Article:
Chloe: And if you grabbed an early bird ticket – £6!
Sue: it is really important that we have a festival like this, which showcases the best of home grown and international talent on the Liverpool stage.
Chloe: When we look at the LIMF Academy which is a yearlong artist development programme that I think is one of the best things that the city has ever seen. Coming from a City Council, it’s truly unique. The number of artists that have come through the Academy to great acclaim is incredible and what the programme does for the emerging talent and for our city is phenomenal.
Sue: It’s also important to note that LIMF is a truly inclusive and accessible event. On Saturday and Sunday, families can bring their own food and soft drinks, enjoy the family zone, dance to the tunes on any of the four stages and have a full day out. We’ve got dedicated family activities, four music areas, world class music and global superstars headlining – people from outside of the city are aghast that we manage to do this and at the cost.
Why is the ‘I’ in LIMF important to Liverpool’s positioning as a city?
Chloe: Liverpool is an international city: global and world class. We know that events like this are key to our status as an international destination – we attract international artists as well as visitors from across the globe. I manage the LIMF inbox and each day receive enquiries from all over the world – just yesterday a family from Australia contacted us ahead of their visit this weekend and couldn’t believe that we had Nile Rodgers on stage. We are an amazing city with an amazing music festival and word is definitely spreading.
How does LIMF differ to other music festivals in the city and beyond?
Sue: Yaw Owusu does a fantastic job in the way he curates the festival by making it so diverse. There really is something for everybody. When you look at the line up for Saturday and Sunday, there is an artist to suit every taste. Managing to secure such incredible line up and make it affordable is a triumph. When you look at the other festivals in the city – which are amazing – they all have their niche market. We try to create an event that has something for everyone, which isn’t an easy task, especially with the scale and quality we deliver.
How long does it take to plan an event of this scale?
Chloe: It takes us around 9 months – straight after the event in July, we have a debrief and begin shaping the following year’s offer. This is around our other major events and any unexpected little bits that might pop up…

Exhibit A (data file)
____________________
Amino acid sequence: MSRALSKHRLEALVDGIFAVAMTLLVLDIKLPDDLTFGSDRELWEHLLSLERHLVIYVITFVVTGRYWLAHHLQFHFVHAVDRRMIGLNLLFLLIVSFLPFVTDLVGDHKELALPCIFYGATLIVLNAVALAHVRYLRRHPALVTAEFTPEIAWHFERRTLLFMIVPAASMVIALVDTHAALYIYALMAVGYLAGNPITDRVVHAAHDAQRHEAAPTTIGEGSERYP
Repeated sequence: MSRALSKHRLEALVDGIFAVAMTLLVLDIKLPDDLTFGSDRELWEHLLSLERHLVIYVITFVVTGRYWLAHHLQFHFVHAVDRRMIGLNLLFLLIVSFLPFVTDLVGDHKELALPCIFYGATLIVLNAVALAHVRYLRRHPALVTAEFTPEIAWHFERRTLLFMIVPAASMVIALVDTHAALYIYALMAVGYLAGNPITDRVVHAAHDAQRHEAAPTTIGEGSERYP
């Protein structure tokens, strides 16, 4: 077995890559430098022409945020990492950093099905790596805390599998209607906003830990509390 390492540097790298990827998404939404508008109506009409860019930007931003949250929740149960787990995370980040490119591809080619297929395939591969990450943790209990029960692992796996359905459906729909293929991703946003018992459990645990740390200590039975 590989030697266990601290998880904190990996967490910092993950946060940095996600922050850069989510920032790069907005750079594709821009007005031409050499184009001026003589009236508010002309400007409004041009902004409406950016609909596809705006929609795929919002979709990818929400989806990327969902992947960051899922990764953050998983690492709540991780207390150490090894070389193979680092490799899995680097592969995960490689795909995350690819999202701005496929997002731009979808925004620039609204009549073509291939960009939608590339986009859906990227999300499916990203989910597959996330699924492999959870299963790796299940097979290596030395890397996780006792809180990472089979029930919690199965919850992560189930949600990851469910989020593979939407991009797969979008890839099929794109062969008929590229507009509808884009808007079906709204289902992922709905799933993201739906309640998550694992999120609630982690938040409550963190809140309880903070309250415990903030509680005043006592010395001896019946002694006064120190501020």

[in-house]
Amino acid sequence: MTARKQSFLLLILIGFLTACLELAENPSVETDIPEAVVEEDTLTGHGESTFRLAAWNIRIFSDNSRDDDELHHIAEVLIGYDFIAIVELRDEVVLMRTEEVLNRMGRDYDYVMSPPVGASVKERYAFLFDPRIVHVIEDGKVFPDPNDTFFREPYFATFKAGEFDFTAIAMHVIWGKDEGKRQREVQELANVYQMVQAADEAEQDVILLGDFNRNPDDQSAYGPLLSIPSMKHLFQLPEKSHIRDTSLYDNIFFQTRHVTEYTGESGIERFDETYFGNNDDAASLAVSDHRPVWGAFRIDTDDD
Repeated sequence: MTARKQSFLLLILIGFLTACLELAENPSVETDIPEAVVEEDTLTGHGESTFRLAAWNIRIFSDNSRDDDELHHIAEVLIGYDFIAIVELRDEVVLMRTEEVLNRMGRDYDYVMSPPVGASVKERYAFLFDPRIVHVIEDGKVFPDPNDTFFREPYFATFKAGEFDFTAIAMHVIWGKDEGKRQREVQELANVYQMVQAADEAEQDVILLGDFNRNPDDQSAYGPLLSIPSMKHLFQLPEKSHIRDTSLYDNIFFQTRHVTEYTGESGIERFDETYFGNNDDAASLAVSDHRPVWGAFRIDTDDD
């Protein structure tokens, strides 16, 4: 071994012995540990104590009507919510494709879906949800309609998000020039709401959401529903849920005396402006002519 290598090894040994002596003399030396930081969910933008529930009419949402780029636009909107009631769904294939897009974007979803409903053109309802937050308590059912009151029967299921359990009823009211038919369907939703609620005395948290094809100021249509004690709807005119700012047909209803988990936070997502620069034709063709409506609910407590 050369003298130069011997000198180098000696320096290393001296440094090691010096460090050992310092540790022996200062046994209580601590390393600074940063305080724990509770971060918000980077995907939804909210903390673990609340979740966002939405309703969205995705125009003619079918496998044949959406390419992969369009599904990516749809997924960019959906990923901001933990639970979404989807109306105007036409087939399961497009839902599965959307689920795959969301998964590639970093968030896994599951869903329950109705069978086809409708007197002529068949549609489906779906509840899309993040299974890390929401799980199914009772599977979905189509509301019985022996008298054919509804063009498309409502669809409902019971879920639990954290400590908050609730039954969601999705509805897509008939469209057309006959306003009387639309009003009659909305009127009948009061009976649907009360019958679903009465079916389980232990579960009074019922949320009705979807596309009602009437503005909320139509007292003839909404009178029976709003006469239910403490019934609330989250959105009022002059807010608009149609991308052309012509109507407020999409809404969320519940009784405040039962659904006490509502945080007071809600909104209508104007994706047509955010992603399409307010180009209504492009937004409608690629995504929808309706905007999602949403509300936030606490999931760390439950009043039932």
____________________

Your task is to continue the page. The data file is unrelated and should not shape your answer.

Sue: Little?! Like the LFC Champions League Homecoming Parade?!
Chloe: (laughs) yes just the little unexpected things that pop up at Culture Liverpool! As a team, we don’t just focus on one thing at a time which is why planning in advance is so important. We usually have the shape of the event and the team in place by Christmas.
Describe your stand out moments from the last 7 years.
Sue: I don’t know what it was about it but there was a moment when I was standing backstage when Labyrinth was on in 2015, it was dark and everyone had their phones out – there must have been about 25,000 in the field. Labyrinth performed ‘Beneath your beautiful’ and as a stood looking out, my eyes just welled up and it was a real ‘wow’ moment. There have been so many but that really stands out.
Chloe: I have many, some where you just fill up with the magnitude and energy of the moment, but I have to say Basement Jaxx. They were my favourite act to listen to growing up with my Mum and when they performed at LIMF, they invited me to go on stage with them – which I did – dressed as a gorilla!! I danced to that last song with everything I had!
Sue: Even though she was dressed as a gorilla, I knew it was Chloe because of her moves!
As RISE is a season celebrating women, can you share your experiences of being a leading woman in this industry?
Sue: We are led by a woman in Culture Liverpool which is empowering to the team and I think things are moving in the right direction in terms of gender representation in the industry. I must admit however, how often contractors that arrive on site are shocked to discover that two women are in charge. It is a male dominated industry and twenty years ago when I started in the industry, I was very much a rarity.
Chloe: When I was at university, there were more women than men on the course so it’s definitely changing. Looking at our own events team today, we are 6 women and one man which is still a rarity but we’re proud to be trailblazing and leading the way for future female event managers.
LIMF takes place 20-21 July in Sefton Park. Tickets available at www.limfestival.com